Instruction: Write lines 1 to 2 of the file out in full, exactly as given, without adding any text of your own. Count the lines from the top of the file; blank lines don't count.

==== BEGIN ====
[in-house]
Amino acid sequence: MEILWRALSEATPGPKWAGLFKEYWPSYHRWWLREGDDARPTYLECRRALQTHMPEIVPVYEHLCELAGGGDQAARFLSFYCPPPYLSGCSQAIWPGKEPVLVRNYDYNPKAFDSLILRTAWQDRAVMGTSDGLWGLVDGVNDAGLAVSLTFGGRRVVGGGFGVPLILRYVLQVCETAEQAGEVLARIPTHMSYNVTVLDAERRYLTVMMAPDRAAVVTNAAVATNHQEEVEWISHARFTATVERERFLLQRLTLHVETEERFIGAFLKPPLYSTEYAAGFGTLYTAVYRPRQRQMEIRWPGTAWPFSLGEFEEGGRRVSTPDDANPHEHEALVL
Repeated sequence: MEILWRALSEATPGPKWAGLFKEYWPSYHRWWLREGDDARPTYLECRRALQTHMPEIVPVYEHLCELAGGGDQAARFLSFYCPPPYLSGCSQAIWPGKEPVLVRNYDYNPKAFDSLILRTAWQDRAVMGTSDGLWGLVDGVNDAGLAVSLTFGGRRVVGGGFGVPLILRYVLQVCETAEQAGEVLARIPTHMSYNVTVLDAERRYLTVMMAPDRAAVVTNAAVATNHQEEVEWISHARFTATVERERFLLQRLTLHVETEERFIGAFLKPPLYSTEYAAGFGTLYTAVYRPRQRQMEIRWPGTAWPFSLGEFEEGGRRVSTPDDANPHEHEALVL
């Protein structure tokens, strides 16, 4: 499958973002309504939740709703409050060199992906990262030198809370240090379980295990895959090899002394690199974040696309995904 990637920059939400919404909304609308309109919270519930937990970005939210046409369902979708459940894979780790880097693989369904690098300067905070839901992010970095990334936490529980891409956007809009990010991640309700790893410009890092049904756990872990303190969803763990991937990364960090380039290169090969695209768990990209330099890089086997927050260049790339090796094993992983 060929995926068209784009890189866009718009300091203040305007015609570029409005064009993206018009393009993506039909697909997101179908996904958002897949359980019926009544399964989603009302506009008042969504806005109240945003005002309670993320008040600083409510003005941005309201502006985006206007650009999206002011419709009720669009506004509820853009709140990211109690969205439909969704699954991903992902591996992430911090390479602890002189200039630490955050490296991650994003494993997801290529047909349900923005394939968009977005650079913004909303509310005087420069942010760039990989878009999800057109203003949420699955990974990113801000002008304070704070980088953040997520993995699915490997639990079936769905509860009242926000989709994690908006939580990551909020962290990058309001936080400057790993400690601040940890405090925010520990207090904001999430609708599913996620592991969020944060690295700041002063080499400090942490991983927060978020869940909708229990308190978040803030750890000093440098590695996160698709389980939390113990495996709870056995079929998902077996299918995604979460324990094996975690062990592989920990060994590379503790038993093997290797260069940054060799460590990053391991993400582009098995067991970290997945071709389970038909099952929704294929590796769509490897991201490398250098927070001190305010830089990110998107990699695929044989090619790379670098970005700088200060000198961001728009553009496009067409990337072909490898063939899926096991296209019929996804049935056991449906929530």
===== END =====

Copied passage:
[in-house]
Amino acid sequence: MEILWRALSEATPGPKWAGLFKEYWPSYHRWWLREGDDARPTYLECRRALQTHMPEIVPVYEHLCELAGGGDQAARFLSFYCPPPYLSGCSQAIWPGKEPVLVRNYDYNPKAFDSLILRTAWQDRAVMGTSDGLWGLVDGVNDAGLAVSLTFGGRRVVGGGFGVPLILRYVLQVCETAEQAGEVLARIPTHMSYNVTVLDAERRYLTVMMAPDRAAVVTNAAVATNHQEEVEWISHARFTATVERERFLLQRLTLHVETEERFIGAFLKPPLYSTEYAAGFGTLYTAVYRPRQRQMEIRWPGTAWPFSLGEFEEGGRRVSTPDDANPHEHEALVL